MI helps us all develop stronger connections with our stakeholders and leads us to greater project success.  Would you like to learn more about MI?  Do you think there would be value in a Webex presentation on MI?

 

Posted on: January 20, 2020 02:06 PM | Permalink | Comments (10)

Ugh!  Change is so hard!

Change is hard but so important for success.  As project managers we are constant leaders for change for teams and companies around the globe.  Project management in just the very name describes we are making change happen for others - and these days rapid change is expected.  With rapid change comes complexity and stress and often leads to pulling others through change vs. having them create change beside us.  Resistance to change means we deal with fear, ambiguity and frustration or even anger.  Some companies support us with change management practices, but many do not.  So, what are some things that can help us successfully lead change?  Here are 5 things I do:

  1. Ask open ended questions and spin positive when possible.  When I am dealing with someone resistant to a project, I like to ask them questions like….. “I get the impression you do not believe this project will be successful.  If I asked you to rank how successful you believe this project will be with 1 being a total failure and 10 being total project success…..where would you rank it?”  Perhaps they answer with a 3.  At that point, I would ask them why didn’t you rate it a 2?  This is a subtle way to get the person to “fight” for the project and subtly spins the conversation to thinking positively.  Doing this helps others begin to see things in a more accepting way.
  2. Beef up the communication – Share as much info as possible to the right people in the right way and do it OFTEN!  I try to incorporate fun ways to share communication – for example, sharing a sports quote of the day with the CFO who is a huge sports fan.  He loves getting my communication update e-mails and looks forward to the sports quotes.  This is an easy way to create some positive energy!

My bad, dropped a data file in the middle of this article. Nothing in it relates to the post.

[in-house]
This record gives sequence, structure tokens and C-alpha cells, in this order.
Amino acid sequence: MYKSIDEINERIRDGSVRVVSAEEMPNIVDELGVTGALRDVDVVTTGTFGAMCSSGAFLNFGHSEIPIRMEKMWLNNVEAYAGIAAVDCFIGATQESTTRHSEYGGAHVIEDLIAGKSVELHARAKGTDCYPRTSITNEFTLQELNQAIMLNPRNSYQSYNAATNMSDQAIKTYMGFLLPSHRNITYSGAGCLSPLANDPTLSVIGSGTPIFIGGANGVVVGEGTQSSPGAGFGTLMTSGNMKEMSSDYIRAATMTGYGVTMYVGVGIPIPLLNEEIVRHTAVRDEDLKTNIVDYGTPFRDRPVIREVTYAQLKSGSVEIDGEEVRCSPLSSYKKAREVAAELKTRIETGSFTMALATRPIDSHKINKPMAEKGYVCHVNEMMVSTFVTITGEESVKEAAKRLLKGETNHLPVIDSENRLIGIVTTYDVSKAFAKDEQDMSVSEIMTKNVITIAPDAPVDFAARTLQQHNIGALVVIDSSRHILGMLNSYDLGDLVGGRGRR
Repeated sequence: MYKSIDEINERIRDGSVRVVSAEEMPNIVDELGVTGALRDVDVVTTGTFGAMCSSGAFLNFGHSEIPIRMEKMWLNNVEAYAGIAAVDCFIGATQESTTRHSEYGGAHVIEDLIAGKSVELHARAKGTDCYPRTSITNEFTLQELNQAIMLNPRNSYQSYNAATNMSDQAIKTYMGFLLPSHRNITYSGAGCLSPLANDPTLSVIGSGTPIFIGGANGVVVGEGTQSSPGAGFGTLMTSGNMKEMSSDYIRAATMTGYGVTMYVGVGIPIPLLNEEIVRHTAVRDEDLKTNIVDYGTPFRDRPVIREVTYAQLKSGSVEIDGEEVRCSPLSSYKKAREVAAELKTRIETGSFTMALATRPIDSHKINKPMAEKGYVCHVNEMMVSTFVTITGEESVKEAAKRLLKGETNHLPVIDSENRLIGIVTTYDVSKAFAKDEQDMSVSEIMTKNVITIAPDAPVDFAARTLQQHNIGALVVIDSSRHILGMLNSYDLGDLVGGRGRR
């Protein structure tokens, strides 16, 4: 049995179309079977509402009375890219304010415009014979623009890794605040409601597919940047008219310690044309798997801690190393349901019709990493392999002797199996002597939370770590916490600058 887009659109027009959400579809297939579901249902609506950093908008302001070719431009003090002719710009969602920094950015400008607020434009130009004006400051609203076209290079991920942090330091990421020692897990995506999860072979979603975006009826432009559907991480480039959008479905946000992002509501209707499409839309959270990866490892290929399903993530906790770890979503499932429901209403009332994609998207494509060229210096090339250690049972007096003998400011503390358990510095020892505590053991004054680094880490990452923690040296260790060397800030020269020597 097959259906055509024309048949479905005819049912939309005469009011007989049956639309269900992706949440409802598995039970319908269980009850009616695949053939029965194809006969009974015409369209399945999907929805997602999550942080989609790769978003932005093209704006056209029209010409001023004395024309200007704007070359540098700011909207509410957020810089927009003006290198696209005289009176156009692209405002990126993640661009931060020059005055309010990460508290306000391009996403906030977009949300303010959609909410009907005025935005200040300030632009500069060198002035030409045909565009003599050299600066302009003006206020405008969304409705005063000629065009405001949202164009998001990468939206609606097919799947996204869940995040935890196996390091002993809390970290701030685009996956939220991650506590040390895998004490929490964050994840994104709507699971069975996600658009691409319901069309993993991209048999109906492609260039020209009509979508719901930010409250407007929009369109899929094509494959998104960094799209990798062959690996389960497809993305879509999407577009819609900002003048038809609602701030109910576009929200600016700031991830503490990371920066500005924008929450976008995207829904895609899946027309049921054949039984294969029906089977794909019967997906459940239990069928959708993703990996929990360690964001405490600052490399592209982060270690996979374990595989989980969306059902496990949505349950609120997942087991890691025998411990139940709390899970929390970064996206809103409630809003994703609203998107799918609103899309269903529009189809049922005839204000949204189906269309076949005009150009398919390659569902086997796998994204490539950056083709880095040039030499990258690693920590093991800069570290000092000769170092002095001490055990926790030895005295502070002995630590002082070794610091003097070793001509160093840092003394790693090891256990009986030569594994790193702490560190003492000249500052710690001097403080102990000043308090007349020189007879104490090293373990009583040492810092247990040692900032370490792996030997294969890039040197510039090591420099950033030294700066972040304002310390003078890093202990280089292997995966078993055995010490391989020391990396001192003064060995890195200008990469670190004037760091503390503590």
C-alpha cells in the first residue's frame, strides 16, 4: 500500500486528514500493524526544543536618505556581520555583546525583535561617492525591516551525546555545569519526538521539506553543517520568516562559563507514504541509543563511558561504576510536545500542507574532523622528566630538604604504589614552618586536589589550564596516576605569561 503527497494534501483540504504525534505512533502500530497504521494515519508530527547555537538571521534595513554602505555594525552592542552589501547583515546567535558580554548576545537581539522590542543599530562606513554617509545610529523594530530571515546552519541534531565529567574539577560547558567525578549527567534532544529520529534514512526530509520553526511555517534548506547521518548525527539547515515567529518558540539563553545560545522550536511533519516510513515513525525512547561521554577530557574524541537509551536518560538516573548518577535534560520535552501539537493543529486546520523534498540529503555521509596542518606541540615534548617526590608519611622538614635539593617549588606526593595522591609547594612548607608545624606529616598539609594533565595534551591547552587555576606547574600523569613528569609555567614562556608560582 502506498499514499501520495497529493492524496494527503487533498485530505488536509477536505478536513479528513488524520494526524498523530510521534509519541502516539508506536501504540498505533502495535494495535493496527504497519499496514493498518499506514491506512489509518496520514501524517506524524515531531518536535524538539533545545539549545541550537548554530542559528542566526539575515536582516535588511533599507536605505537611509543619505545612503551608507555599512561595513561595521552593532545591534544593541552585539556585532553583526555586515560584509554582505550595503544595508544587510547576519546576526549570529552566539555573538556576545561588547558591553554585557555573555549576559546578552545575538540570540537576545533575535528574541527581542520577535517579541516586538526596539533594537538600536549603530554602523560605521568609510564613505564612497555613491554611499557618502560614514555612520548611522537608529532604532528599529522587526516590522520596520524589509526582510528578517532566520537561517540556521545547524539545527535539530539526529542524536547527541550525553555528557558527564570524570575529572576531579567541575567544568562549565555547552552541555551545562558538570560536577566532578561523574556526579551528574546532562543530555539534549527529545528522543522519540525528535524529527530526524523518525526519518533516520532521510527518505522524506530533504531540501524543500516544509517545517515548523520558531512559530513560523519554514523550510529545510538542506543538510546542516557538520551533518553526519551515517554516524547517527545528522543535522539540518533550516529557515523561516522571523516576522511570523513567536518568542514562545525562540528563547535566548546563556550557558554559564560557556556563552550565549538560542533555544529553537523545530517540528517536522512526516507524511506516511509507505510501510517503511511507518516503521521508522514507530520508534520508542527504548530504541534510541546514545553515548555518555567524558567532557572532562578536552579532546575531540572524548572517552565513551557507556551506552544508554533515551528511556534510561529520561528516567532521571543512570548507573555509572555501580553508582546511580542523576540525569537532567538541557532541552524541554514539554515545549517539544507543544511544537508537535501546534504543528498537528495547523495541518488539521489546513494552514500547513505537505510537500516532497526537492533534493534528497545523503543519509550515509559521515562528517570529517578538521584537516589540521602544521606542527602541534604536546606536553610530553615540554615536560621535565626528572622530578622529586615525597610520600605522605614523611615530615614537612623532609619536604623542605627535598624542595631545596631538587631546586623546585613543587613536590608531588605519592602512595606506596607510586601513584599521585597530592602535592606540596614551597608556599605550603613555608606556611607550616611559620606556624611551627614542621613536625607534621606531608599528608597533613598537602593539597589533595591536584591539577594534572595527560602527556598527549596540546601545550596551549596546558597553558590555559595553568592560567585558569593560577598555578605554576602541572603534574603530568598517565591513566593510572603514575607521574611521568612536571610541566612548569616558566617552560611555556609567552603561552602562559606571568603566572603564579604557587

3. Power up your people skills – Encourage, influence and support as much as possible.  Your efforts will be well spent leading and inspiring teams through the transformation!  Find ways to make it fun.  For a local hospital, I make homemade truffles – we call them “go-live pills” for IT implementations at the hospital.  Once when sharing a new project was coming a pharmacist asked me if I was going to make go live pills, I said yes, and he responded – count me in! 
  4. Listen, listen, listen.  Listen to all the reasons why your team has concerns about the change.  You can avoid challenges and help them successfully move through the stages of change (pre-contemplation, contemplation, preparation, action and maintenance) when they believe their voice is heard.  This is very important.  I like to use a TELL ME WHY board and ask everyone to contribute why they are experiencing any resistance to change.  This board is displayed during meetings and we can add to it any time.  Once fears get placed on the board, it seems to diminish the concerns a bit.
  5. Be a cheerleader!  Celebrate all the achievements, send thank-you’s, share your appreciation for the time and skills of others.  Keep cheering along the marathon – it encourages the people running the race!

Please share some ideas below around how YOU successfully lead change.  Your input will he

Posted on: January 02, 2020 02:07 PM | Permalink | Comments (12)

Does joy at work even matter?

For some, talking about joy in your work might sound corny or might not seem important, but I believe it is something we should all consider.  Here’s why:

Think about a highly functioning sports team – when they reach a goal or win, they express joy, right?  They display camaraderie and often when there is a touchdown or other goal, they dance, hug, or at least share a high-five.  There is a connection between them, a bond – and this shared joyful experience propels them to achieve even more.

As project managers when we bring joy to our teams and projects, we create camaraderie and connections too.  Our projects are more successful, we create environments where questions are welcomed and challenges become something the team tackles and overcomes together.  Creativity flourishes in these environments.  As a team incorporating joy in our daily tasks, we appreciate our work more.  Teams doing this build a foundation for success.